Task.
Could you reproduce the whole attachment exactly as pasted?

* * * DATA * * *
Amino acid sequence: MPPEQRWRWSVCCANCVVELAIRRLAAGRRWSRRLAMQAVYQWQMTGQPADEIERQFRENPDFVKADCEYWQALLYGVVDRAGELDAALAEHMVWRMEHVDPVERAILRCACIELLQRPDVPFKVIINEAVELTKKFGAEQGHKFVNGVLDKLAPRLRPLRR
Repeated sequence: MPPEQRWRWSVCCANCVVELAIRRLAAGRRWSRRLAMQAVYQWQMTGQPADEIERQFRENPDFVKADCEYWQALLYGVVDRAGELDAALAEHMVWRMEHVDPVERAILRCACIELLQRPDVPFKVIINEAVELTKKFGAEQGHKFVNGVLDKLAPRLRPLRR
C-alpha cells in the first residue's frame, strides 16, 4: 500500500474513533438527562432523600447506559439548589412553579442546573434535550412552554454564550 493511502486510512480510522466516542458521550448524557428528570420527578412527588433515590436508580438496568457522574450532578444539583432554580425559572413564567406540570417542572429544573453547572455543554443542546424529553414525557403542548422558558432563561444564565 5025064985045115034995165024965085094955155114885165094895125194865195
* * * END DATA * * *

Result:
Amino acid sequence: MPPEQRWRWSVCCANCVVELAIRRLAAGRRWSRRLAMQAVYQWQMTGQPADEIERQFRENPDFVKADCEYWQALLYGVVDRAGELDAALAEHMVWRMEHVDPVERAILRCACIELLQRPDVPFKVIINEAVELTKKFGAEQGHKFVNGVLDKLAPRLRPLRR
Repeated sequence: MPPEQRWRWSVCCANCVVELAIRRLAAGRRWSRRLAMQAVYQWQMTGQPADEIERQFRENPDFVKADCEYWQALLYGVVDRAGELDAALAEHMVWRMEHVDPVERAILRCACIELLQRPDVPFKVIINEAVELTKKFGAEQGHKFVNGVLDKLAPRLRPLRR
C-alpha cells in the first residue's frame, strides 16, 4: 500500500474513533438527562432523600447506559439548589412553579442546573434535550412552554454564550 493511502486510512480510522466516542458521550448524557428528570420527578412527588433515590436508580438496568457522574450532578444539583432554580425559572413564567406540570417542572429544573453547572455543554443542546424529553414525557403542548422558558432563561444564565 5025064985045115034995165024965085094955155114885165094895125194865195